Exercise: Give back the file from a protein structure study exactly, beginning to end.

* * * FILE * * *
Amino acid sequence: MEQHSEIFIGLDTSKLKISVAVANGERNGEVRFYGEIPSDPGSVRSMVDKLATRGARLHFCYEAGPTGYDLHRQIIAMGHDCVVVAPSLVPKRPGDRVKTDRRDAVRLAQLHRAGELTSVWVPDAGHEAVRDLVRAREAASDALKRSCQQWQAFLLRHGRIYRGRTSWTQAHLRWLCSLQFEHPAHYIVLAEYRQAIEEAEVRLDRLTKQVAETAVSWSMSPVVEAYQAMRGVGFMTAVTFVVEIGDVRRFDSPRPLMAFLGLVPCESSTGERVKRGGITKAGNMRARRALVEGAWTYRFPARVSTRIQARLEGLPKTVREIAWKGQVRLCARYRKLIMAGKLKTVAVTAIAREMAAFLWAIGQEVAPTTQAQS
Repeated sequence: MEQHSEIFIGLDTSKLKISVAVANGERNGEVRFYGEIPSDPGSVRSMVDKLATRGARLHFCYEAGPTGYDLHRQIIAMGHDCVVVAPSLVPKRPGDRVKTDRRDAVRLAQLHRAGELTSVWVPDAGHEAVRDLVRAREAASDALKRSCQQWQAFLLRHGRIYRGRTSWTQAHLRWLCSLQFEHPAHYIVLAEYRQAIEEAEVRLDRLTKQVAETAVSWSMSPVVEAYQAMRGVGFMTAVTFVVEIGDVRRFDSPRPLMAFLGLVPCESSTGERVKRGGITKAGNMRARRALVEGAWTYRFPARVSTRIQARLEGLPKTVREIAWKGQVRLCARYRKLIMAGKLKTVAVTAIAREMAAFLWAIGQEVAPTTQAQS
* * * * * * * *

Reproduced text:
Amino acid sequence: MEQHSEIFIGLDTSKLKISVAVANGERNGEVRFYGEIPSDPGSVRSMVDKLATRGARLHFCYEAGPTGYDLHRQIIAMGHDCVVVAPSLVPKRPGDRVKTDRRDAVRLAQLHRAGELTSVWVPDAGHEAVRDLVRAREAASDALKRSCQQWQAFLLRHGRIYRGRTSWTQAHLRWLCSLQFEHPAHYIVLAEYRQAIEEAEVRLDRLTKQVAETAVSWSMSPVVEAYQAMRGVGFMTAVTFVVEIGDVRRFDSPRPLMAFLGLVPCESSTGERVKRGGITKAGNMRARRALVEGAWTYRFPARVSTRIQARLEGLPKTVREIAWKGQVRLCARYRKLIMAGKLKTVAVTAIAREMAAFLWAIGQEVAPTTQAQS
Repeated sequence: MEQHSEIFIGLDTSKLKISVAVANGERNGEVRFYGEIPSDPGSVRSMVDKLATRGARLHFCYEAGPTGYDLHRQIIAMGHDCVVVAPSLVPKRPGDRVKTDRRDAVRLAQLHRAGELTSVWVPDAGHEAVRDLVRAREAASDALKRSCQQWQAFLLRHGRIYRGRTSWTQAHLRWLCSLQFEHPAHYIVLAEYRQAIEEAEVRLDRLTKQVAETAVSWSMSPVVEAYQAMRGVGFMTAVTFVVEIGDVRRFDSPRPLMAFLGLVPCESSTGERVKRGGITKAGNMRARRALVEGAWTYRFPARVSTRIQARLEGLPKTVREIAWKGQVRLCARYRKLIMAGKLKTVAVTAIAREMAAFLWAIGQEVAPTTQAQS